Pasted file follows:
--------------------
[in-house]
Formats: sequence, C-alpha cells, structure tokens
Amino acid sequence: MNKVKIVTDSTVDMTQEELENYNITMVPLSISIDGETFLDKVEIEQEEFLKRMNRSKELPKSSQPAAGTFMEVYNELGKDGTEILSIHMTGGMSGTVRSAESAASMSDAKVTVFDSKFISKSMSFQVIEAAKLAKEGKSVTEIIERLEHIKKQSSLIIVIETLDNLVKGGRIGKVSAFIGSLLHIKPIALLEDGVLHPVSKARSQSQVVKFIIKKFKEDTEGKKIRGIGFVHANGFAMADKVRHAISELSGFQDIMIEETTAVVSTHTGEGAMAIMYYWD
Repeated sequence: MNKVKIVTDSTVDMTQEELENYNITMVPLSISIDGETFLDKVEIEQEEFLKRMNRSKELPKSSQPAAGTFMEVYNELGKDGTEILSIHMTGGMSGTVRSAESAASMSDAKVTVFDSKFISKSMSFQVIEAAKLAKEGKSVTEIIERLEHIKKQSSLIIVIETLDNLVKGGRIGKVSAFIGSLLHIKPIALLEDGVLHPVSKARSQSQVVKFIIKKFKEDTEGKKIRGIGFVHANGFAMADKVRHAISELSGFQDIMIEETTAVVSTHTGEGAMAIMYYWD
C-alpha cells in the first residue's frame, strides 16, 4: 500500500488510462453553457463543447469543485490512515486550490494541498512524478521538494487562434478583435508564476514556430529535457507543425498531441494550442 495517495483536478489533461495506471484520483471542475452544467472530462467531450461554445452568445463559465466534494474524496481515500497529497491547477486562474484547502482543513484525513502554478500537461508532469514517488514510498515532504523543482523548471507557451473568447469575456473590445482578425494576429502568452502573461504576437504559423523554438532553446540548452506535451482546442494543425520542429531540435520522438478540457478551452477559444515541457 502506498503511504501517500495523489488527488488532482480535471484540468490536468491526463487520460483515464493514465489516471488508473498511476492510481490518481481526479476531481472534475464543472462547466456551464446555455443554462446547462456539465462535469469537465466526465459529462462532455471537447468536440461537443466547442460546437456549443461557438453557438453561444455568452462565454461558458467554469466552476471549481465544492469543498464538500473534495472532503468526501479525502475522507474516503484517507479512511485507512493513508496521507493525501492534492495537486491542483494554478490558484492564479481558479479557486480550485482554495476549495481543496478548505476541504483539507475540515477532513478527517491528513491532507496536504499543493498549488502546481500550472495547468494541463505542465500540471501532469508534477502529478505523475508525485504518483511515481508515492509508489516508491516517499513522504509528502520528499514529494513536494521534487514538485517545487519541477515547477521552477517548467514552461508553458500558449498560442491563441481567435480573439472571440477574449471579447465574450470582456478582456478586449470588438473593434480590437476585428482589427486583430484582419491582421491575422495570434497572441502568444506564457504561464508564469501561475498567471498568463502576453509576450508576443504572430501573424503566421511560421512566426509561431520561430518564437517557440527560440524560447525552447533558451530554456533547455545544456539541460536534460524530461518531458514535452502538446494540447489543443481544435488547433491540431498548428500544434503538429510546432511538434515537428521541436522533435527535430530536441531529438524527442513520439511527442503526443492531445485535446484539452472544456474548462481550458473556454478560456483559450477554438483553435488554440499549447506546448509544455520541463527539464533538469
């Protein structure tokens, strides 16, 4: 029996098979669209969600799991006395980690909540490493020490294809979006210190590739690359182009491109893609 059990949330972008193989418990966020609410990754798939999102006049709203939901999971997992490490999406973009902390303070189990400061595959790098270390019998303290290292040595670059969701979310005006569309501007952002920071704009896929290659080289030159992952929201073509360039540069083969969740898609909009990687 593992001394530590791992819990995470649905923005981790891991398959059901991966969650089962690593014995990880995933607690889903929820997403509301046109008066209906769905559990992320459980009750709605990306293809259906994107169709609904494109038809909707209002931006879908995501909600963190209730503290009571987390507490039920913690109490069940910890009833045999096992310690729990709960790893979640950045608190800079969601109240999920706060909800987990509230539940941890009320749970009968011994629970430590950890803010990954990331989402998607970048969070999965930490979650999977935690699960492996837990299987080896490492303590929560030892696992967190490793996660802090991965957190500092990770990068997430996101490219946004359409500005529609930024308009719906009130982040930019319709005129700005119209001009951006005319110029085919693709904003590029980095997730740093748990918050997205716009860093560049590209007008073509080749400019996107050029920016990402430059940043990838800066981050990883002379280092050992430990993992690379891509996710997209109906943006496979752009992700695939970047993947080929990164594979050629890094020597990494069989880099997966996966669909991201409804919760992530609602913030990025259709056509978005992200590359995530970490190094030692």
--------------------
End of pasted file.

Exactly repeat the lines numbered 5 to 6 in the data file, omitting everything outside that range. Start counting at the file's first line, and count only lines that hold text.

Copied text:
C-alpha cells in the first residue's frame, strides 16, 4: 500500500488510462453553457463543447469543485490512515486550490494541498512524478521538494487562434478583435508564476514556430529535457507543425498531441494550442 495517495483536478489533461495506471484520483471542475452544467472530462467531450461554445452568445463559465466534494474524496481515500497529497491547477486562474484547502482543513484525513502554478500537461508532469514517488514510498515532504523543482523548471507557451473568447469575456473590445482578425494576429502568452502573461504576437504559423523554438532553446540548452506535451482546442494543425520542429531540435520522438478540457478551452477559444515541457 502506498503511504501517500495523489488527488488532482480535471484540468490536468491526463487520460483515464493514465489516471488508473498511476492510481490518481481526479476531481472534475464543472462547466456551464446555455443554462446547462456539465462535469469537465466526465459529462462532455471537447468536440461537443466547442460546437456549443461557438453557438453561444455568452462565454461558458467554469466552476471549481465544492469543498464538500473534495472532503468526501479525502475522507474516503484517507479512511485507512493513508496521507493525501492534492495537486491542483494554478490558484492564479481558479479557486480550485482554495476549495481543496478548505476541504483539507475540515477532513478527517491528513491532507496536504499543493498549488502546481500550472495547468494541463505542465500540471501532469508534477502529478505523475508525485504518483511515481508515492509508489516508491516517499513522504509528502520528499514529494513536494521534487514538485517545487519541477515547477521552477517548467514552461508553458500558449498560442491563441481567435480573439472571440477574449471579447465574450470582456478582456478586449470588438473593434480590437476585428482589427486583430484582419491582421491575422495570434497572441502568444506564457504561464508564469501561475498567471498568463502576453509576450508576443504572430501573424503566421511560421512566426509561431520561430518564437517557440527560440524560447525552447533558451530554456533547455545544456539541460536534460524530461518531458514535452502538446494540447489543443481544435488547433491540431498548428500544434503538429510546432511538434515537428521541436522533435527535430530536441531529438524527442513520439511527442503526443492531445485535446484539452472544456474548462481550458473556454478560456483559450477554438483553435488554440499549447506546448509544455520541463527539464533538469
């Protein structure tokens, strides 16, 4: 029996098979669209969600799991006395980690909540490493020490294809979006210190590739690359182009491109893609 059990949330972008193989418990966020609410990754798939999102006049709203939901999971997992490490999406973009902390303070189990400061595959790098270390019998303290290292040595670059969701979310005006569309501007952002920071704009896929290659080289030159992952929201073509360039540069083969969740898609909009990687 593992001394530590791992819990995470649905923005981790891991398959059901991966969650089962690593014995990880995933607690889903929820997403509301046109008066209906769905559990992320459980009750709605990306293809259906994107169709609904494109038809909707209002931006879908995501909600963190209730503290009571987390507490039920913690109490069940910890009833045999096992310690729990709960790893979640950045608190800079969601109240999920706060909800987990509230539940941890009320749970009968011994629970430590950890803010990954990331989402998607970048969070999965930490979650999977935690699960492996837990299987080896490492303590929560030892696992967190490793996660802090991965957190500092990770990068997430996101490219946004359409500005529609930024308009719906009130982040930019319709005129700005119209001009951006005319110029085919693709904003590029980095997730740093748990918050997205716009860093560049590209007008073509080749400019996107050029920016990402430059940043990838800066981050990883002379280092050992430990993992690379891509996710997209109906943006496979752009992700695939970047993947080929990164594979050629890094020597990494069989880099997966996966669909991201409804919760992530609602913030990025259709056509978005992200590359995530970490190094030692």